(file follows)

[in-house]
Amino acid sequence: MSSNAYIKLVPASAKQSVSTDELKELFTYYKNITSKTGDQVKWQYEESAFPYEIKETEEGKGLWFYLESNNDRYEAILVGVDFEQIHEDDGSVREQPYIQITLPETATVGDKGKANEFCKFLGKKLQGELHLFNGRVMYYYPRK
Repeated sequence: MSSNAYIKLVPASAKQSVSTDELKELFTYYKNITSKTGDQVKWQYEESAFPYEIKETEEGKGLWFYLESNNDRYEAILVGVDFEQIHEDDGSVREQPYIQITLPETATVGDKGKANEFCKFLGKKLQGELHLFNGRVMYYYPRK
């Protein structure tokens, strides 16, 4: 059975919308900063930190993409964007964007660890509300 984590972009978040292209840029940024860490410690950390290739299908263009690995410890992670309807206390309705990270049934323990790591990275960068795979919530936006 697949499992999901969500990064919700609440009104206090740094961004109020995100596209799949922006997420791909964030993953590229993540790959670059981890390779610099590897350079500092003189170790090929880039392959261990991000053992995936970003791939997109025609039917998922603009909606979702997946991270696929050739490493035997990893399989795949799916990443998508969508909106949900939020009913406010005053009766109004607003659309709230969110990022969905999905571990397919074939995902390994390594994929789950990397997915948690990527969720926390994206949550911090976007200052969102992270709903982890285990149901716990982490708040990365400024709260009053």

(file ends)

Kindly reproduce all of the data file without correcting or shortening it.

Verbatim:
[in-house]
Amino acid sequence: MSSNAYIKLVPASAKQSVSTDELKELFTYYKNITSKTGDQVKWQYEESAFPYEIKETEEGKGLWFYLESNNDRYEAILVGVDFEQIHEDDGSVREQPYIQITLPETATVGDKGKANEFCKFLGKKLQGELHLFNGRVMYYYPRK
Repeated sequence: MSSNAYIKLVPASAKQSVSTDELKELFTYYKNITSKTGDQVKWQYEESAFPYEIKETEEGKGLWFYLESNNDRYEAILVGVDFEQIHEDDGSVREQPYIQITLPETATVGDKGKANEFCKFLGKKLQGELHLFNGRVMYYYPRK
């Protein structure tokens, strides 16, 4: 059975919308900063930190993409964007964007660890509300 984590972009978040292209840029940024860490410690950390290739299908263009690995410890992670309807206390309705990270049934323990790591990275960068795979919530936006 697949499992999901969500990064919700609440009104206090740094961004109020995100596209799949922006997420791909964030993953590229993540790959670059981890390779610099590897350079500092003189170790090929880039392959261990991000053992995936970003791939997109025609039917998922603009909606979702997946991270696929050739490493035997990893399989795949799916990443998508969508909106949900939020009913406010005053009766109004607003659309709230969110990022969905999905571990397919074939995902390994390594994929789950990397997915948690990527969720926390994206949550911090976007200052969102992270709903982890285990149901716990982490708040990365400024709260009053």